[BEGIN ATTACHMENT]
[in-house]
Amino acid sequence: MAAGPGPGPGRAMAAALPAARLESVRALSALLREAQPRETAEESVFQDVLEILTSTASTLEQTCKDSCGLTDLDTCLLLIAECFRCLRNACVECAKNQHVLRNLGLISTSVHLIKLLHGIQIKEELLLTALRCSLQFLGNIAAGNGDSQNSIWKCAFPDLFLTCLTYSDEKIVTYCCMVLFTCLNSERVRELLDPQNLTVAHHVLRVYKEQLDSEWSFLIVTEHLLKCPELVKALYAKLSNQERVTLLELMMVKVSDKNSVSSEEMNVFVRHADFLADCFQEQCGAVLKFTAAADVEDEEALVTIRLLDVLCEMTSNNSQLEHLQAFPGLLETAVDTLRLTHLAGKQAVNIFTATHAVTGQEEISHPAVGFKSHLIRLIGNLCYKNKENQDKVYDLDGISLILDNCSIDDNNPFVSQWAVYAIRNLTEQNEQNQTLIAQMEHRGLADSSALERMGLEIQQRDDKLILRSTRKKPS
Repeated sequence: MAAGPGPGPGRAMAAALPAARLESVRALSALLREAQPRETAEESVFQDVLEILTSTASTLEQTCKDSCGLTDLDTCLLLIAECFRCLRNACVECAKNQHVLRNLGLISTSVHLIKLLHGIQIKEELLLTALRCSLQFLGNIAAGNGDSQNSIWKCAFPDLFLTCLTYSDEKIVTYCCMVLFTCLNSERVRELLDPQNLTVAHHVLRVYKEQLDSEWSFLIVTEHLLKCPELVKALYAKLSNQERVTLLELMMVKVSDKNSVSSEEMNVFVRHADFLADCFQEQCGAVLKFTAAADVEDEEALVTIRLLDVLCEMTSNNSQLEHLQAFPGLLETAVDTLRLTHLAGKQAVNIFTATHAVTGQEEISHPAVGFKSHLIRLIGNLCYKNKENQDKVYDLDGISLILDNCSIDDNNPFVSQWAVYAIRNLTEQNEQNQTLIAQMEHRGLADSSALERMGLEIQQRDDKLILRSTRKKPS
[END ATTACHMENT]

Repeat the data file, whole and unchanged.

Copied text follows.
[in-house]
Amino acid sequence: MAAGPGPGPGRAMAAALPAARLESVRALSALLREAQPRETAEESVFQDVLEILTSTASTLEQTCKDSCGLTDLDTCLLLIAECFRCLRNACVECAKNQHVLRNLGLISTSVHLIKLLHGIQIKEELLLTALRCSLQFLGNIAAGNGDSQNSIWKCAFPDLFLTCLTYSDEKIVTYCCMVLFTCLNSERVRELLDPQNLTVAHHVLRVYKEQLDSEWSFLIVTEHLLKCPELVKALYAKLSNQERVTLLELMMVKVSDKNSVSSEEMNVFVRHADFLADCFQEQCGAVLKFTAAADVEDEEALVTIRLLDVLCEMTSNNSQLEHLQAFPGLLETAVDTLRLTHLAGKQAVNIFTATHAVTGQEEISHPAVGFKSHLIRLIGNLCYKNKENQDKVYDLDGISLILDNCSIDDNNPFVSQWAVYAIRNLTEQNEQNQTLIAQMEHRGLADSSALERMGLEIQQRDDKLILRSTRKKPS
Repeated sequence: MAAGPGPGPGRAMAAALPAARLESVRALSALLREAQPRETAEESVFQDVLEILTSTASTLEQTCKDSCGLTDLDTCLLLIAECFRCLRNACVECAKNQHVLRNLGLISTSVHLIKLLHGIQIKEELLLTALRCSLQFLGNIAAGNGDSQNSIWKCAFPDLFLTCLTYSDEKIVTYCCMVLFTCLNSERVRELLDPQNLTVAHHVLRVYKEQLDSEWSFLIVTEHLLKCPELVKALYAKLSNQERVTLLELMMVKVSDKNSVSSEEMNVFVRHADFLADCFQEQCGAVLKFTAAADVEDEEALVTIRLLDVLCEMTSNNSQLEHLQAFPGLLETAVDTLRLTHLAGKQAVNIFTATHAVTGQEEISHPAVGFKSHLIRLIGNLCYKNKENQDKVYDLDGISLILDNCSIDDNNPFVSQWAVYAIRNLTEQNEQNQTLIAQMEHRGLADSSALERMGLEIQQRDDKLILRSTRKKPS